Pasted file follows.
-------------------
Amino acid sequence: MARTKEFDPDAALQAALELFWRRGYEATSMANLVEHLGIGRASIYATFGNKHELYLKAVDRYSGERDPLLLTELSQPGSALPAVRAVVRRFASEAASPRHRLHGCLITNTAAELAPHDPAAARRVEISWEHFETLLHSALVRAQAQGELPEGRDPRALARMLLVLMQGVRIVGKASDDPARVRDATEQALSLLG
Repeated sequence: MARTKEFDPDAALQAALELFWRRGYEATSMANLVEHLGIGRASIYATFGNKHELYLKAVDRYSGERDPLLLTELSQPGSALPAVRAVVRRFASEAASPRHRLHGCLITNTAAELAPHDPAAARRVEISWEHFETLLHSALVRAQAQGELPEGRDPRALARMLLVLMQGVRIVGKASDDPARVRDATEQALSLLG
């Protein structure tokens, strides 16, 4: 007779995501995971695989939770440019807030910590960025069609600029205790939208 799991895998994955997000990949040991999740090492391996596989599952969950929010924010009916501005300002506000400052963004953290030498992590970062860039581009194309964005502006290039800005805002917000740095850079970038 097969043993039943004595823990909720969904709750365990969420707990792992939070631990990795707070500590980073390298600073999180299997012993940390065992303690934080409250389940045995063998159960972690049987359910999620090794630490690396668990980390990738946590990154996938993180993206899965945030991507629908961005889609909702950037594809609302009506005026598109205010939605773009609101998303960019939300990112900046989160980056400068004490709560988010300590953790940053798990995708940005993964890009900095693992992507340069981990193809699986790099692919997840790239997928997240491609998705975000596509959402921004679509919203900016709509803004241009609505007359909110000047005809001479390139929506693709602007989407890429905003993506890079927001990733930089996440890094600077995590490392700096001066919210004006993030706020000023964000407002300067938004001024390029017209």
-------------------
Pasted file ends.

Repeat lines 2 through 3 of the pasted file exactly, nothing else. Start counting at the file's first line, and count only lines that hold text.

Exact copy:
Repeated sequence: MARTKEFDPDAALQAALELFWRRGYEATSMANLVEHLGIGRASIYATFGNKHELYLKAVDRYSGERDPLLLTELSQPGSALPAVRAVVRRFASEAASPRHRLHGCLITNTAAELAPHDPAAARRVEISWEHFETLLHSALVRAQAQGELPEGRDPRALARMLLVLMQGVRIVGKASDDPARVRDATEQALSLLG
């Protein structure tokens, strides 16, 4: 007779995501995971695989939770440019807030910590960025069609600029205790939208 799991895998994955997000990949040991999740090492391996596989599952969950929010924010009916501005300002506000400052963004953290030498992590970062860039581009194309964005502006290039800005805002917000740095850079970038 097969043993039943004595823990909720969904709750365990969420707990792992939070631990990795707070500590980073390298600073999180299997012993940390065992303690934080409250389940045995063998159960972690049987359910999620090794630490690396668990980390990738946590990154996938993180993206899965945030991507629908961005889609909702950037594809609302009506005026598109205010939605773009609101998303960019939300990112900046989160980056400068004490709560988010300590953790940053798990995708940005993964890009900095693992992507340069981990193809699986790099692919997840790239997928997240491609998705975000596509959402921004679509919203900016709509803004241009609505007359909110000047005809001479390139929506693709602007989407890429905003993506890079927001990733930089996440890094600077995590490392700096001066919210004006993030706020000023964000407002300067938004001024390029017209």